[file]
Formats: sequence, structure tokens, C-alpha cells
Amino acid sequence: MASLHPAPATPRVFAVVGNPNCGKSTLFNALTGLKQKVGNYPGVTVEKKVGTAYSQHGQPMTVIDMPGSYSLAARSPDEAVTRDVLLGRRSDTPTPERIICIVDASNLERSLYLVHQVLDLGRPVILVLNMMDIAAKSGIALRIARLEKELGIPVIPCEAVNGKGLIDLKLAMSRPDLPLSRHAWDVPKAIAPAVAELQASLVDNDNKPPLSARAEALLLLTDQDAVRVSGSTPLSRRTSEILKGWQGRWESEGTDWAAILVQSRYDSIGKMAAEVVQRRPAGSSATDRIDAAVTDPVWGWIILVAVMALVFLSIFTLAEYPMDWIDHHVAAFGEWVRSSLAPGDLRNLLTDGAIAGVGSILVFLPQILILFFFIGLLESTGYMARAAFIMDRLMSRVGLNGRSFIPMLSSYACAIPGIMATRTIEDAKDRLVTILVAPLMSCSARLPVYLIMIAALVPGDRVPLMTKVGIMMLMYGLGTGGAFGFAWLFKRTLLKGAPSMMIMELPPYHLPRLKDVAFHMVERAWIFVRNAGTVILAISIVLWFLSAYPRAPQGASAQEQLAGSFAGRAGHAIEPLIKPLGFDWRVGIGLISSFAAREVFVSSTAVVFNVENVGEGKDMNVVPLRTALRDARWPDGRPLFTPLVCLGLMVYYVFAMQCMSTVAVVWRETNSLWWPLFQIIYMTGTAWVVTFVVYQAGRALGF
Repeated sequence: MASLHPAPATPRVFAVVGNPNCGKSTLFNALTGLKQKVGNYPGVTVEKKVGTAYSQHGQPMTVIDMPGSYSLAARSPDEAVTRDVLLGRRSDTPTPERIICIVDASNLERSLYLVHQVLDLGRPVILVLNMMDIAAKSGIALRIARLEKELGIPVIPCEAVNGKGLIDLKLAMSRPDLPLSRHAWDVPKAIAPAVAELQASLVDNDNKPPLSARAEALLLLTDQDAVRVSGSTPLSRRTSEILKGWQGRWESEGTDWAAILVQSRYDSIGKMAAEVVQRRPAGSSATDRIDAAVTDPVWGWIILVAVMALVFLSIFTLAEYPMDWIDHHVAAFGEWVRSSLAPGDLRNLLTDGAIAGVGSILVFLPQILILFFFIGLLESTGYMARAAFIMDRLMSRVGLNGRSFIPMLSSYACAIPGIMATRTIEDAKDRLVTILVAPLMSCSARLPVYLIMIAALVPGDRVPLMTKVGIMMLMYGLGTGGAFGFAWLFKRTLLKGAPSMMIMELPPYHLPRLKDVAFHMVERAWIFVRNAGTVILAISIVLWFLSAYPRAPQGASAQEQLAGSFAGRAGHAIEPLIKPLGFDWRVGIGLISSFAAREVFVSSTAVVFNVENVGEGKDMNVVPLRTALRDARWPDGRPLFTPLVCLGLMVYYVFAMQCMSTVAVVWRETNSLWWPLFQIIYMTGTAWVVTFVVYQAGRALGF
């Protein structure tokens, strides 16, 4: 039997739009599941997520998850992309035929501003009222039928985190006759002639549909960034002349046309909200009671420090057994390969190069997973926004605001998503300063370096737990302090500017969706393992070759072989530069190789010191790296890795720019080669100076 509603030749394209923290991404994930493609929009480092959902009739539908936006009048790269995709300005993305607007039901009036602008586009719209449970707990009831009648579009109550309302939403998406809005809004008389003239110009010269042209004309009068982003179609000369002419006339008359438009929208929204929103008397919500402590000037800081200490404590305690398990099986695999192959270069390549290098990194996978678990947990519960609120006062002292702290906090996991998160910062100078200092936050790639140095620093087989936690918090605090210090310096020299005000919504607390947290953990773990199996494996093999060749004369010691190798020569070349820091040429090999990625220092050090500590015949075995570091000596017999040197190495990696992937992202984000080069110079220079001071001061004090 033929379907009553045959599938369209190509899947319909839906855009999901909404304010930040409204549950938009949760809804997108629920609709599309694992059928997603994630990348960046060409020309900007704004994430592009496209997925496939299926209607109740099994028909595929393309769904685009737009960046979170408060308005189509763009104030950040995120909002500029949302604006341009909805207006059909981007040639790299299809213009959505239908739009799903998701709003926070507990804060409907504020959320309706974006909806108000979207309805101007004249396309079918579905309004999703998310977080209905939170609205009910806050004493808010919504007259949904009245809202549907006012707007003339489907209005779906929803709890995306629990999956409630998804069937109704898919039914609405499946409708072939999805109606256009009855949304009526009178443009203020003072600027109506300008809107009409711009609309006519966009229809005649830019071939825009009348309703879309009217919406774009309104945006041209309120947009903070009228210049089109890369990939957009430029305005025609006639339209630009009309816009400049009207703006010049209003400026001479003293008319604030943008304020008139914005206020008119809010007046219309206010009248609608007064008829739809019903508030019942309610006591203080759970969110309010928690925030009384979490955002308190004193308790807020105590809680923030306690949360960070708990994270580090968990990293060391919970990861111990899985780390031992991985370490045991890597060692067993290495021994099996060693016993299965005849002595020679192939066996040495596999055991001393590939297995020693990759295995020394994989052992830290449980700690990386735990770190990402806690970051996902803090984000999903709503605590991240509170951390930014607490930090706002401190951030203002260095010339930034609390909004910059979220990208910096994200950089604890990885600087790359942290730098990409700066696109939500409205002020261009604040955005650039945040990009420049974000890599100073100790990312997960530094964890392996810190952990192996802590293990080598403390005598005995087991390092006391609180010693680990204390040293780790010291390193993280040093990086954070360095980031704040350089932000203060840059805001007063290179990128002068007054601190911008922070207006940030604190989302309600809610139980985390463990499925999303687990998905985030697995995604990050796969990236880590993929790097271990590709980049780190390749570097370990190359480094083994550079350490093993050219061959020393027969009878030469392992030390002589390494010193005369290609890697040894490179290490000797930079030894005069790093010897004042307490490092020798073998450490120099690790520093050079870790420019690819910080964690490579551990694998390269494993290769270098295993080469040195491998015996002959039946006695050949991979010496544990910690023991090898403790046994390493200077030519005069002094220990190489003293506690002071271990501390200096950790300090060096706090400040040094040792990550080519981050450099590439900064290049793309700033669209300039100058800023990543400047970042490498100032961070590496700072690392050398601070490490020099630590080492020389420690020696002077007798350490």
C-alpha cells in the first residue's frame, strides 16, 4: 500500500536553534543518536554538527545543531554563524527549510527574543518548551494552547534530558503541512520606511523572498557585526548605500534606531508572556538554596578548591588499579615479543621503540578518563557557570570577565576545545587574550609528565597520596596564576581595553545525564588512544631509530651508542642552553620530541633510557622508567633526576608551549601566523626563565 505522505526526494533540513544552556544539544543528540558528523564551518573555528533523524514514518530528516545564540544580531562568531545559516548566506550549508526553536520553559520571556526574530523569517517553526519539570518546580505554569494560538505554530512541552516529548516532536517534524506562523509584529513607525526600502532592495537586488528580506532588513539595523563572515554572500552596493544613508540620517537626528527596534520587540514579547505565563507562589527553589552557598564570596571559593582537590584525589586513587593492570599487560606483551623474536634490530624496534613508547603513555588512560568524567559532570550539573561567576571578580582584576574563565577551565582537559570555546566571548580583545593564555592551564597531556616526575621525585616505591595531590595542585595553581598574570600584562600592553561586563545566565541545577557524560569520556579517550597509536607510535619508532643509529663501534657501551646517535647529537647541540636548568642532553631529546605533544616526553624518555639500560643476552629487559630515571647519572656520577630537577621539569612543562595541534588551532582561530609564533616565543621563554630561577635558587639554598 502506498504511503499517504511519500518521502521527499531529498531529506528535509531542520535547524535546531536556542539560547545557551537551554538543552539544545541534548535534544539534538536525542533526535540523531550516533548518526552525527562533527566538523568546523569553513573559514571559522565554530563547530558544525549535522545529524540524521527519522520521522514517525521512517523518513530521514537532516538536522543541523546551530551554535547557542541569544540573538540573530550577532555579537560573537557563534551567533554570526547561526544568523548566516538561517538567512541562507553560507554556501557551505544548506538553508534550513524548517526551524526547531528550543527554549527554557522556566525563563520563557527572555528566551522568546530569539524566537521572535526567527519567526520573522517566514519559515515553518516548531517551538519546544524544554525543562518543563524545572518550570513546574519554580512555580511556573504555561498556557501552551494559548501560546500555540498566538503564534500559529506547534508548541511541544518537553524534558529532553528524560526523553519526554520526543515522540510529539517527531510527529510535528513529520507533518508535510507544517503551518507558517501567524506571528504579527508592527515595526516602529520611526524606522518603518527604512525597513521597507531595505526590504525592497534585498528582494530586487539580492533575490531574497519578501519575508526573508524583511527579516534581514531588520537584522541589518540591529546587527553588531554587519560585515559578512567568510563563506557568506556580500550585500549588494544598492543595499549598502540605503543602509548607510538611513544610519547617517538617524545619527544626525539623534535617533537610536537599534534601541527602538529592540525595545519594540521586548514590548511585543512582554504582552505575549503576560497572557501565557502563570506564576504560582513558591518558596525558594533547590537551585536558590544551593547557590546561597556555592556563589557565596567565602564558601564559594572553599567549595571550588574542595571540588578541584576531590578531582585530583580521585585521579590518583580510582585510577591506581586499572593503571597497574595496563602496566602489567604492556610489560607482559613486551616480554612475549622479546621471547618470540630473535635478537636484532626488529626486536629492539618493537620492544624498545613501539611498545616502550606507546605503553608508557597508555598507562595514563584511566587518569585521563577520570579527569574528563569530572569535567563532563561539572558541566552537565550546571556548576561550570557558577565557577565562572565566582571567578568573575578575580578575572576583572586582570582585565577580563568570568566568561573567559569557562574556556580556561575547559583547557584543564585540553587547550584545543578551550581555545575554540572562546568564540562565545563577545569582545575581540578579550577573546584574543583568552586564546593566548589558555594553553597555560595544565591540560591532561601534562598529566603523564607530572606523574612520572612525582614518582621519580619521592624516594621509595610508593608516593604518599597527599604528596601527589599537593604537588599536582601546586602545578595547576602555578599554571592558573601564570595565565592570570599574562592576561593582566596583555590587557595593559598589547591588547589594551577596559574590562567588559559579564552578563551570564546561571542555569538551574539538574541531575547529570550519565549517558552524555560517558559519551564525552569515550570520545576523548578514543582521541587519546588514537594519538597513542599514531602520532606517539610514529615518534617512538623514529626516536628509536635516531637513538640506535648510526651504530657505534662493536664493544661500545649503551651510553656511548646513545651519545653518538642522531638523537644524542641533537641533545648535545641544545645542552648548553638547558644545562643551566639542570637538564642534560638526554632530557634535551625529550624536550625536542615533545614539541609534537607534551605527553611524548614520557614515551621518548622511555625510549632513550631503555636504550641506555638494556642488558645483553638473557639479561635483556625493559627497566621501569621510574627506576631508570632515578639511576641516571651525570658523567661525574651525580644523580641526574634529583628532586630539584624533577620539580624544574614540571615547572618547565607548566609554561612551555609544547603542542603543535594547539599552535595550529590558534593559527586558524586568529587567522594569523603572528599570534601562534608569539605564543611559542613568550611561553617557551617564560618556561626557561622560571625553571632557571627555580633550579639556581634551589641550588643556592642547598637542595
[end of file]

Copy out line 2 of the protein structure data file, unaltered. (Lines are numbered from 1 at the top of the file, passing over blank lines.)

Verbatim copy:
Amino acid sequence: MASLHPAPATPRVFAVVGNPNCGKSTLFNALTGLKQKVGNYPGVTVEKKVGTAYSQHGQPMTVIDMPGSYSLAARSPDEAVTRDVLLGRRSDTPTPERIICIVDASNLERSLYLVHQVLDLGRPVILVLNMMDIAAKSGIALRIARLEKELGIPVIPCEAVNGKGLIDLKLAMSRPDLPLSRHAWDVPKAIAPAVAELQASLVDNDNKPPLSARAEALLLLTDQDAVRVSGSTPLSRRTSEILKGWQGRWESEGTDWAAILVQSRYDSIGKMAAEVVQRRPAGSSATDRIDAAVTDPVWGWIILVAVMALVFLSIFTLAEYPMDWIDHHVAAFGEWVRSSLAPGDLRNLLTDGAIAGVGSILVFLPQILILFFFIGLLESTGYMARAAFIMDRLMSRVGLNGRSFIPMLSSYACAIPGIMATRTIEDAKDRLVTILVAPLMSCSARLPVYLIMIAALVPGDRVPLMTKVGIMMLMYGLGTGGAFGFAWLFKRTLLKGAPSMMIMELPPYHLPRLKDVAFHMVERAWIFVRNAGTVILAISIVLWFLSAYPRAPQGASAQEQLAGSFAGRAGHAIEPLIKPLGFDWRVGIGLISSFAAREVFVSSTAVVFNVENVGEGKDMNVVPLRTALRDARWPDGRPLFTPLVCLGLMVYYVFAMQCMSTVAVVWRETNSLWWPLFQIIYMTGTAWVVTFVVYQAGRALGF